Weak passwords can do far more than leaving your messaging programs open to unwanted viewers. They can compromise all your accounts by making them vulnerable to identity theft. Every time you log onto a Wi-Fi network, there is potential for hackers or agents of the dark web to retrieve information about you. When files are placed in web-based locations like Dropbox or Google Drive, there’s a chance they’ll be accessed by uninvited guests.

Password managers do much more than help you create complex passwords and protect the ones you already have. Password management companies offer valuable customer support, protection from identity theft and monitoring of the dark web on your behalf.

Most of the top-performing password management programs, such as Frontier Password Manager, also offer a form-filling feature that interprets online forms and begins auto-filling as you type in information, saving you time and eliminating the frustration of having to type and retype your information.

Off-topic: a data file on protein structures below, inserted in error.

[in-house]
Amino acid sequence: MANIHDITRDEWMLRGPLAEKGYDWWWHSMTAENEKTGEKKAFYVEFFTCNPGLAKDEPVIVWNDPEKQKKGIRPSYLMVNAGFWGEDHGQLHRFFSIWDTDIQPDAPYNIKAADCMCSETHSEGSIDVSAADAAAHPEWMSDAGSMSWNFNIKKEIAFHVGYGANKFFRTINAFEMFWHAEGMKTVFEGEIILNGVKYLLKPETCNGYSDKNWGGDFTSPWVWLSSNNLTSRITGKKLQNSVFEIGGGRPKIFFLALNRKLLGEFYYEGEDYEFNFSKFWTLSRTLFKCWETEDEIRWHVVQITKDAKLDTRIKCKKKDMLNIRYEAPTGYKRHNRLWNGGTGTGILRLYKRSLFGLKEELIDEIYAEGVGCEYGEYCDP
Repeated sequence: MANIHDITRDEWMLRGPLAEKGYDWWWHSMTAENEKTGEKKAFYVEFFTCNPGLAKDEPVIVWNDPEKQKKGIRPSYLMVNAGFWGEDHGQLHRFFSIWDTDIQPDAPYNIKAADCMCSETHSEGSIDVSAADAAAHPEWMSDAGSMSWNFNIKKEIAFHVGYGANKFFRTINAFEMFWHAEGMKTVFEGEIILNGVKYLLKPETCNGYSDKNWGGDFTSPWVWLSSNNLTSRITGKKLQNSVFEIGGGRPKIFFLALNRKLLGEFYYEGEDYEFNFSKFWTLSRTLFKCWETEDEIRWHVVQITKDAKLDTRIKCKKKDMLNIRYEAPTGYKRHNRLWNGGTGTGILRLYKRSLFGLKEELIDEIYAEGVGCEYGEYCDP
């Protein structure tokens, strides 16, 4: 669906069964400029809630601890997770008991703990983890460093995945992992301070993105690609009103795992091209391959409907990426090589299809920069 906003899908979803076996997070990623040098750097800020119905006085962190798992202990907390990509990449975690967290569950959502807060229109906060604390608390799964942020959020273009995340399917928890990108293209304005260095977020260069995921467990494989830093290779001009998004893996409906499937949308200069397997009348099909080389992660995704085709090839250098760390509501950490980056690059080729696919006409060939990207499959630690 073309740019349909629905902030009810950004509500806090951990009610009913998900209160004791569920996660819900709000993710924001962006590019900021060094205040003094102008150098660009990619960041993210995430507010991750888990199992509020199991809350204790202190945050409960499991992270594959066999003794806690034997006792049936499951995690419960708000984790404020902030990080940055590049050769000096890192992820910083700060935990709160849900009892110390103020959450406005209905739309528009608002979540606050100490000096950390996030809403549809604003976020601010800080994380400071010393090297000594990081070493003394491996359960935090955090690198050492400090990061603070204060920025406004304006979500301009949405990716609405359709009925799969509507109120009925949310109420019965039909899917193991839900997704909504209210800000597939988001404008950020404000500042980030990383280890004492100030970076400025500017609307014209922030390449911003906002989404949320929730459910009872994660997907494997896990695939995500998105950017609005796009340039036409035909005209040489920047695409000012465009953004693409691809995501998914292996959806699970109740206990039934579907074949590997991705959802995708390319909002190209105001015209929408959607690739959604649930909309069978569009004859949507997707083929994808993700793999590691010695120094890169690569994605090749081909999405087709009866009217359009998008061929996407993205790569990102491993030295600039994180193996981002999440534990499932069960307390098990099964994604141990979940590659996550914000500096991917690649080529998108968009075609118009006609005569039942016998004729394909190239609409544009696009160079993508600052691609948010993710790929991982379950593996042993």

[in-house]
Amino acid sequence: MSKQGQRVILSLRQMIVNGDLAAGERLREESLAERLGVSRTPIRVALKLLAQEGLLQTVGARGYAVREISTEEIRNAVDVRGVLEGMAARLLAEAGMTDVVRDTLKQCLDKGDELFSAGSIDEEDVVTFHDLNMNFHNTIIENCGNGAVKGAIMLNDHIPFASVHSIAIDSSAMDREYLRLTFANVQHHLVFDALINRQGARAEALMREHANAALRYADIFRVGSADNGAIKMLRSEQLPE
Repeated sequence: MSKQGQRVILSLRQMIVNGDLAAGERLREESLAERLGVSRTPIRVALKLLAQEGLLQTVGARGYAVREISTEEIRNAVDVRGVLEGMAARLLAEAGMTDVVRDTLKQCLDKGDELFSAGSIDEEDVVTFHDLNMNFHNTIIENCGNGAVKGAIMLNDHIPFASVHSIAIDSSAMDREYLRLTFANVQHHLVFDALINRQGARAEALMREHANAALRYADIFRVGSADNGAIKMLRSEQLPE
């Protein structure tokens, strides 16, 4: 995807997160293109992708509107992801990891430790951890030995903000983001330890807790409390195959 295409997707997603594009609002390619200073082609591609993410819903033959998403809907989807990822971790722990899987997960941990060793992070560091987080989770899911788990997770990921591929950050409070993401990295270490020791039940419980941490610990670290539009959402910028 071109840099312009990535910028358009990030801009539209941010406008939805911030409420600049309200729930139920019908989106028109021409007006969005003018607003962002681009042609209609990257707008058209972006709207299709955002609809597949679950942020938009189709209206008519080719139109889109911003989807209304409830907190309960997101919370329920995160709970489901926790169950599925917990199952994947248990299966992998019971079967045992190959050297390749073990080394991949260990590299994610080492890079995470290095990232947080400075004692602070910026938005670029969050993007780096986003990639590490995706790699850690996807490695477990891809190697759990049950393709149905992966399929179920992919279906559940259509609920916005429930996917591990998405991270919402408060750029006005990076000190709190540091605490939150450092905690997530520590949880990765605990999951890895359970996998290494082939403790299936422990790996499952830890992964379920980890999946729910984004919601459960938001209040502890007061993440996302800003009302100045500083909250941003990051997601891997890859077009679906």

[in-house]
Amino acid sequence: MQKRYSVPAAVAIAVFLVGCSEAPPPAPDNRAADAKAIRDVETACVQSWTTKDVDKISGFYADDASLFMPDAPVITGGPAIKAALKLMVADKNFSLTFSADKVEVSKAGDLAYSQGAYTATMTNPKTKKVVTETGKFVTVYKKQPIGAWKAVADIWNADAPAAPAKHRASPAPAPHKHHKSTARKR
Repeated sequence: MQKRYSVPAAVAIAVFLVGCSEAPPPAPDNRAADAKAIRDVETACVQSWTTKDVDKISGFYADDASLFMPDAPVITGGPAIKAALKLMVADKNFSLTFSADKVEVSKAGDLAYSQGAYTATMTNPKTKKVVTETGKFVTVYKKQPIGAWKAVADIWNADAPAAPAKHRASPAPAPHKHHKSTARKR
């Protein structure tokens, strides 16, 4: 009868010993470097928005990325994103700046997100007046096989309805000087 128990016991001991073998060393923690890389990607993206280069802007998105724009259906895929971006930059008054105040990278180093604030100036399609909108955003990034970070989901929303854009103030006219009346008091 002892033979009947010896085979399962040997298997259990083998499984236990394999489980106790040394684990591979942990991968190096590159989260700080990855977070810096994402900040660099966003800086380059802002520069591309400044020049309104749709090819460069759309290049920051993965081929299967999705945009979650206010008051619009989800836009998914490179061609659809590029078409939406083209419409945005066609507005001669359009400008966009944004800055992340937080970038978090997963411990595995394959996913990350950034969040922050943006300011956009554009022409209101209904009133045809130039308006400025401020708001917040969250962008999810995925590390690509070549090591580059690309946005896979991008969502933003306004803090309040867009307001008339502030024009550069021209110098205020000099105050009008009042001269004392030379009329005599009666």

If you’ve saved different logins and passwords over time for a given site, many password managers will remember them all and offer you a list. Others will only save the updated or most recent version so that you don’t have to store it if you don’t want to. That means no more worrying about trying to remember a password if you haven’t logged into an app for the last six months. With a password manager, you only need to remember one master password to access all your login information.

How to choose the best password manager for you